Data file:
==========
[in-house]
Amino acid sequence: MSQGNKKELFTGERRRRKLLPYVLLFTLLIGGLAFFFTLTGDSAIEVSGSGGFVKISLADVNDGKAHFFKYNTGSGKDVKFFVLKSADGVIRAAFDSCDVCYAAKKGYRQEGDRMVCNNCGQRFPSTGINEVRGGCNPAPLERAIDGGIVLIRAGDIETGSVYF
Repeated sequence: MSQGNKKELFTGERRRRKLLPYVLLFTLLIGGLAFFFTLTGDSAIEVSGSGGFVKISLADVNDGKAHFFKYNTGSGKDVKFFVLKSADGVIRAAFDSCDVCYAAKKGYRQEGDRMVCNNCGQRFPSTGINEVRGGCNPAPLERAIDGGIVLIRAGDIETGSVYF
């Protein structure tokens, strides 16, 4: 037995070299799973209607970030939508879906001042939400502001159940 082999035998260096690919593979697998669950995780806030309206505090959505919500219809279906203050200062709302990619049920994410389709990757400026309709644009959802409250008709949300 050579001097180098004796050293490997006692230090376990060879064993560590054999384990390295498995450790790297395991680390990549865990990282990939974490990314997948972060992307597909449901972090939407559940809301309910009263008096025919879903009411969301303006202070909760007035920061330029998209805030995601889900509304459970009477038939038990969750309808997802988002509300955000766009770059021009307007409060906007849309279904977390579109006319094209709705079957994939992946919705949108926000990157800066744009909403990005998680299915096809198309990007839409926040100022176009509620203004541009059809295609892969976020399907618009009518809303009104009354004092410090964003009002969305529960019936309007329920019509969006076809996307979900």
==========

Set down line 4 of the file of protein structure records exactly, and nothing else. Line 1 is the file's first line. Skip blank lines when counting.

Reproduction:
């Protein structure tokens, strides 16, 4: 037995070299799973209607970030939508879906001042939400502001159940 082999035998260096690919593979697998669950995780806030309206505090959505919500219809279906203050200062709302990619049920994410389709990757400026309709644009959802409250008709949300 050579001097180098004796050293490997006692230090376990060879064993560590054999384990390295498995450790790297395991680390990549865990990282990939974490990314997948972060992307597909449901972090939407559940809301309910009263008096025919879903009411969301303006202070909760007035920061330029998209805030995601889900509304459970009477038939038990969750309808997802988002509300955000766009770059021009307007409060906007849309279904977390579109006319094209709705079957994939992946919705949108926000990157800066744009909403990005998680299915096809198309990007839409926040100022176009509620203004541009059809295609892969976020399907618009009518809303009104009354004092410090964003009002969305529960019936309007329920019509969006076809996307979900």